Odd-Lot orders NOT wanted!!

Discussion in 'Order Execution' started by Odgnut, Aug 2, 2007.

  1. Odgnut


    I just received an email from Cybertrader that states:

    "Please be aware that the NYSE & AMEX prohibit the unbundling of ARCA/NYSE/AMEX Listed round lots for the purpose of entering odd-lots. This notification is to inform you that your account xxxxxxxx exhibited this behavior on 08/01/2007.

    We understand you may not have been aware of these regulations. However, should this type of trading activity continue, your account may be subject to order-entry restriction to ensure compliance with exchange rules."

    I called Cybertrader and asked them what this means...and they simply stated that the exchanges didn't like me buying/selling in odd-lots and complained to Cybertrader about it. The representative said that it was a pain in the ass to deal with odd-lots and so they didn't want to have to deal with it.

    I think it's ridiculous, since most orders are matched electronically anyways...and I almost always rout my orders through the ECNs (ARCA or Instinet (NSDQ)) what difference could it make to take my order? Also...I've been trading the same way for years...only using odd-lots with high-priced stocks ala GOOG, what did I do to suddenly trigger such a warning? Is this a new rule?

    Anyone else get this warning before?
  2. rayl


    This is actually an exchange regulation to prevent people from certain practices. Surveillance by broker is required by the regulation. Better to get a note from your broker than from the exchange, else I'd say you should probably be calling your securities lawyer!

    See e.g., the most NYSE regulation memo on the topic (07-60):

  3. rayl


    Oh this is not a new rule, but surveillance systems have steadily improved (though sneakier circumventions have also steadily been developed).

    e.g. NYSE Regulation memo 04-14 from 2004 was one of the earlier reminders of the rule:


    The more recent memo is just another reminder and adds interpretative clarifications.
  4. Odgnut


    thanks for the reply rayl. I can understand why they would impose a rule on brokers or big institutions that try to hide big orders by unbundling big orders into small ones. But for a small individual trader...what could possibly be the harm? The stock they told me I broke this rule in was GS (Goldman Sachs)...it's not like a stock like that was lacking in liquidity that they could find enough shares to cover my buying/selling. It just makes no sense to me.
  5. rayl



    I don't know what to say. If you research far back enough you can probably find the original rationale statement, as well as public input submitted during the comment period, when the rules were first adopted.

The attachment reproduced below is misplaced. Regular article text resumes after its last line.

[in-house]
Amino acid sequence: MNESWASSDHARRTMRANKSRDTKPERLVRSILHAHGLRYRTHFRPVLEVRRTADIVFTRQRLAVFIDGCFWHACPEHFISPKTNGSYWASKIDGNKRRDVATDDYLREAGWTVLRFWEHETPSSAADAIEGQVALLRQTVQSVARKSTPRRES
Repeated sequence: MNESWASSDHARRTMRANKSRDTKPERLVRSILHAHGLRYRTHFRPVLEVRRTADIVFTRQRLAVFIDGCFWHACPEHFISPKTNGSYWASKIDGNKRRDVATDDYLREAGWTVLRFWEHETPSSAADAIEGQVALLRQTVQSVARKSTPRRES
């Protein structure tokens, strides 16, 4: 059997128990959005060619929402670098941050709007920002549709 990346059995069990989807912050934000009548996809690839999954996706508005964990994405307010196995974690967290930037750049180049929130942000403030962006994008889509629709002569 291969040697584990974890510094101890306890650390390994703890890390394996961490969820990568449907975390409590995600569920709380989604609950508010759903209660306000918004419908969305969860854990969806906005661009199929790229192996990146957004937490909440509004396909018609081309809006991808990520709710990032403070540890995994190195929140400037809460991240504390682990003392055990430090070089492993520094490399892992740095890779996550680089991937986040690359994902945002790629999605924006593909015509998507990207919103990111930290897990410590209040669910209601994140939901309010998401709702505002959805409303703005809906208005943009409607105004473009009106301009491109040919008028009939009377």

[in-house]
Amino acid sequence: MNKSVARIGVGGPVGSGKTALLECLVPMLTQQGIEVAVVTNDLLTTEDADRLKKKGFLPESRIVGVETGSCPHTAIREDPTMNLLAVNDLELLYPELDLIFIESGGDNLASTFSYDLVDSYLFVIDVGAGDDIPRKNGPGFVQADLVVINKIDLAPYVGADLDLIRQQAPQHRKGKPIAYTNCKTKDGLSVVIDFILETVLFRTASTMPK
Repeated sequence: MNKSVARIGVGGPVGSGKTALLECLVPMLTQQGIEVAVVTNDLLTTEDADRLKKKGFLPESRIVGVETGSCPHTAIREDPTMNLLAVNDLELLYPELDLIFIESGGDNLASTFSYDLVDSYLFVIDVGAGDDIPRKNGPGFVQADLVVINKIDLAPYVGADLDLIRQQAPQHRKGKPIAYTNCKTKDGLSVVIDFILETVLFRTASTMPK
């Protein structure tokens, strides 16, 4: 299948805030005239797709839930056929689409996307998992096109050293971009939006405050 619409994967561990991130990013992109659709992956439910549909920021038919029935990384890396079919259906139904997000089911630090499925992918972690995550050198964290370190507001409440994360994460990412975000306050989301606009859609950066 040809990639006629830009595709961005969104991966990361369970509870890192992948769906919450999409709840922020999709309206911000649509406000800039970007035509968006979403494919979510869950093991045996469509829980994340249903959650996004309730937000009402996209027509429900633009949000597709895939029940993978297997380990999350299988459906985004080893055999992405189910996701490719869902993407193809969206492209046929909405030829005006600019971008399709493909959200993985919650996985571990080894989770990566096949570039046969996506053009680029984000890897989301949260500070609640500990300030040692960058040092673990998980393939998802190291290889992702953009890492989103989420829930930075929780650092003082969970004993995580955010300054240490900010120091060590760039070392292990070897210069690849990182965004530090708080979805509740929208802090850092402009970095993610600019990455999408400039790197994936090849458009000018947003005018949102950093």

I am not familiar with this level of detail.

    Anyway, the rules don't say they apply only to institutions. Actually institutions are not supposed to ever use odd lot orders except for program trades. All I'm trying to say is, don't blame your broker. Rules do get change if there is enough input suggesting their change, but I'll leave that battle for you to undertake! (I personally rarely ever trade odd lots except to get rid of them -- I'd be happier if they just didn't exist bec the only time I get them is when an ECN fill gives me like 8 shares out of an order for 500!)
  6. Odgnut


    I'm not blaming my broker. It explicitly said in the email that it was the NYSE/ARCA/AMEX issue. What I don't understand it why they don't just prohibit odd-lots if they don't want it ala the OIH. If you attempt to enter an odd-lot order for the OIH..it just tells you that you odd-lot orders aren't allowed. Why allow me to enter in the order...take my order...and then email me a warning?

    Anyways...it's not something I do often enough to really affect my trading...just frustrating not knowing why all the sudden I get a warning after so many years of trading the same way.

    thanks for the help anyways.
  7. It's a legacy issue on the NYSE/AMEX. They have a shitty old system that fills odd lots on the last print instead of the bid for sells and the ask for buys. People take advantage of this in fast markets when the quotes are locked and enter hundreds of orders (BUY 99 MKT, BUY 99 MKT, etc) and get fills that they don't deserve. NYSE member firms know that the market surveillance people are so stupid that they can pretty much go after you for anything and win, they are probably sending everyone an email. What blows is that even if you send the order to an ECN, they are paranoid as well because they may have to route the order to the NYSE, hell they are probably flagging OTC stock odd lots too.
    There are rumors of the rule going away, but this may not happen until the NYSE implements their CCG (common customer gateway) which probably wont happen till 2008.
  8. Yes have been dealing with this for a few weeks now. All of the sudden it seems like the Specialist is getting all pissy about odd lots. Personally I hate them and they are a pain in the ass, unfortunately in a days worth of trading I get them all the time.
    Don't know what the catalyst for the stricter enforcement was but seems like we got put on notice shortly after Reg NMS kicked in.
  9. Odgnut


    Thanks for the reply Strategery. That explanation makes a lot more sense than the crap Cybertrader is trying to feed me. Hope you're right about the rule going away soon.
  10. Odgnut


    Automate...so are you still trading the same way or are you adapting in some other way? If you're trading the same way...are they continually sending you new warnings?

    My broker Cybertrader warned me that if I got more warnings...I would be subject to order-entry restrictions...which I guess means they would cripple my trading platform to only enter round lots.
    #10     Aug 2, 2007